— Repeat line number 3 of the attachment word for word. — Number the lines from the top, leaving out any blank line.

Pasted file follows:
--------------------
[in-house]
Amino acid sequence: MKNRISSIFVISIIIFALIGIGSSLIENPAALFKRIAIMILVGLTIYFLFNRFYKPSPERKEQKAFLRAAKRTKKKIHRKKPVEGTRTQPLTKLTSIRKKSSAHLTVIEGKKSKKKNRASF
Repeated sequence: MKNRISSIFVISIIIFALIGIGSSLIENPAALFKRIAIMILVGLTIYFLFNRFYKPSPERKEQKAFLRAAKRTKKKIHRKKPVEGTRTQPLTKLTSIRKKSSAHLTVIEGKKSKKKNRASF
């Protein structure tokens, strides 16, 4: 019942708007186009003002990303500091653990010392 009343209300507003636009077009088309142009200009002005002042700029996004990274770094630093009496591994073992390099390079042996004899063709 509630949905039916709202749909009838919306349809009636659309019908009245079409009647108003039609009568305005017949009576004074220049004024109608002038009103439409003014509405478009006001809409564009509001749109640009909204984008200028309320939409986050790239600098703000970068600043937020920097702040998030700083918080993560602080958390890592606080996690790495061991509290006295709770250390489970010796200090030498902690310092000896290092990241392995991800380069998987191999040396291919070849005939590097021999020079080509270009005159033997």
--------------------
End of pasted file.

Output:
Repeated sequence: MKNRISSIFVISIIIFALIGIGSSLIENPAALFKRIAIMILVGLTIYFLFNRFYKPSPERKEQKAFLRAAKRTKKKIHRKKPVEGTRTQPLTKLTSIRKKSSAHLTVIEGKKSKKKNRASF